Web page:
Magazine article The Spectator

'Nora Webster', by Colm Tóibín - Review

Magazine article The Spectator

'Nora Webster', by Colm Tóibín - Review

Article excerpt

Nora Webster Colm Tóibín

Viking, pp.311, £18.99, ISBN: 9780670918140

In Colm Tóibín's much-loved 2009 novel Brooklyn , Eilis Lacy, somewhat to her own surprise, leaves 1950s Enniscorthy (Tóibín's own home town in County Wexford where several of his books are set) for a new life in the United States. Before that,

Eilis had always presumed that she would live in the town all her life, having the same friends and neighbours... that she would find a job in the town, and then marry someone and give up the job and have children.

Now, in Nora Webster , we meet a woman who has done all of the above -- a contrast made clear in the opening pages when Eilis's mother makes a brief appearance to lament the fact that her daughter didn't stay in Ireland.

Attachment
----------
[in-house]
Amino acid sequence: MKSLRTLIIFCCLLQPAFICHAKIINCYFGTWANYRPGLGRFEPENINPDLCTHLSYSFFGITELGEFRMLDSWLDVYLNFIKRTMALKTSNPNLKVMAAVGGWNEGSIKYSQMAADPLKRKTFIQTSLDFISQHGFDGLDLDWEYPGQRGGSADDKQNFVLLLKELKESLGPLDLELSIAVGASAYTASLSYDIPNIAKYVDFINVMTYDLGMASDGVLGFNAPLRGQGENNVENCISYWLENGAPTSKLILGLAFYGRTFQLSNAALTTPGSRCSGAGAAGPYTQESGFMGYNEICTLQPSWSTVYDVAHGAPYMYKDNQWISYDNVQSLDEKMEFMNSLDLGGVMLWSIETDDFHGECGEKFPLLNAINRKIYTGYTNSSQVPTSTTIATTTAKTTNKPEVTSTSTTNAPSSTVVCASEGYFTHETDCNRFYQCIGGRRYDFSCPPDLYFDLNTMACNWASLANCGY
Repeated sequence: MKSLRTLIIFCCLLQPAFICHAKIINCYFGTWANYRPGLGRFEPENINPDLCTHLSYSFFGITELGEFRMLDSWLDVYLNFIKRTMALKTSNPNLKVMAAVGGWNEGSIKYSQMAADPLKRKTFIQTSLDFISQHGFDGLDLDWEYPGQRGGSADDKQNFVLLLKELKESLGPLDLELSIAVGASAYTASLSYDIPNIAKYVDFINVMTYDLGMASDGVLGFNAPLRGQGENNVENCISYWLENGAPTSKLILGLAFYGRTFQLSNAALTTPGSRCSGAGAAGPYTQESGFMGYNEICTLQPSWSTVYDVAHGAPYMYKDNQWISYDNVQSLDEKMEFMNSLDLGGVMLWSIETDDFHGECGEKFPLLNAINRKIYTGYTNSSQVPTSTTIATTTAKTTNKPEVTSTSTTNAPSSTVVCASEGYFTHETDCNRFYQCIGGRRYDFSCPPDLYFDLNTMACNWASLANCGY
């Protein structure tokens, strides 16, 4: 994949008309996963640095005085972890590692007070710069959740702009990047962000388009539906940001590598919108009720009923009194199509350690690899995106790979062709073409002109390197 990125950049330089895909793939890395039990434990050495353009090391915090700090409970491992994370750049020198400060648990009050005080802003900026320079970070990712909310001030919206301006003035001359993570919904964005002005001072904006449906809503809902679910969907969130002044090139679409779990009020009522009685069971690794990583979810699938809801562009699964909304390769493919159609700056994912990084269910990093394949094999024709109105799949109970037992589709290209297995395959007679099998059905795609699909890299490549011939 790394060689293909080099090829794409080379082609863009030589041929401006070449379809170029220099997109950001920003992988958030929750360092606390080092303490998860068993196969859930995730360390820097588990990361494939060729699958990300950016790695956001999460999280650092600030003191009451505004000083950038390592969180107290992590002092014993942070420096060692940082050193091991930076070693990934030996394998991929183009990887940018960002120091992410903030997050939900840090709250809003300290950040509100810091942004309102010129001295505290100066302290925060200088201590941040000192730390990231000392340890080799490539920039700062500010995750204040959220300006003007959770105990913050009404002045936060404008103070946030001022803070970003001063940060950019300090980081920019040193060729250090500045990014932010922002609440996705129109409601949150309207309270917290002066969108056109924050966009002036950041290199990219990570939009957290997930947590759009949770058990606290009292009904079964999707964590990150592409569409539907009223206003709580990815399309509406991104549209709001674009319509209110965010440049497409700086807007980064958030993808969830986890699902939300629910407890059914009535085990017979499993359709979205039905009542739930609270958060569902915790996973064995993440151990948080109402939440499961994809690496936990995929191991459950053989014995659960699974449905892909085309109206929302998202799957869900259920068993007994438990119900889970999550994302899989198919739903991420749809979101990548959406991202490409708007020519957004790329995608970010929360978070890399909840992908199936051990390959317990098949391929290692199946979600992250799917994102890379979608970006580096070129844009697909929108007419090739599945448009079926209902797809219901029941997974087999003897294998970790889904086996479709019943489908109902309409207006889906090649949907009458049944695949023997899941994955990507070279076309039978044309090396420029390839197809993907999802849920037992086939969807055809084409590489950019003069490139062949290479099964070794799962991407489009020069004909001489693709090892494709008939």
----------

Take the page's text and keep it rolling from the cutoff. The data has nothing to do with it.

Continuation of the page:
By then it's 1968 and Nora has recently become yet another of Tóibín's main characters -- including the mother of Christ in last year's Man Booker-shortlisted The Testament of Mary -- to be suffering a bereavement. Her husband Maurice has just died, leaving Nora, always the less outgoing one in the marriage, to look after their four children, three of whom are still at school. But if that leads anyone to expect a novel that emotes wildly, then they obviously haven't read Tóibín before. Instead, this is a book that, perhaps even more than his previous work, both explores and largely relies on the unsaid.

Nora does sometimes ruminate on being alone -- or more precisely, on 'wandering in a sea of people with the anchor lifted'. Mostly, however, she simply gets on with it, patiently enduring a stream of clumsily well-intentioned visitors and agreeing to return to her pre-marriage job as an office bookkeeper ('She told no one about the arrangement'). By my calculations, not until page 252 does she and any of the children have a conversation about missing their father -- and that lasts for five lines. …

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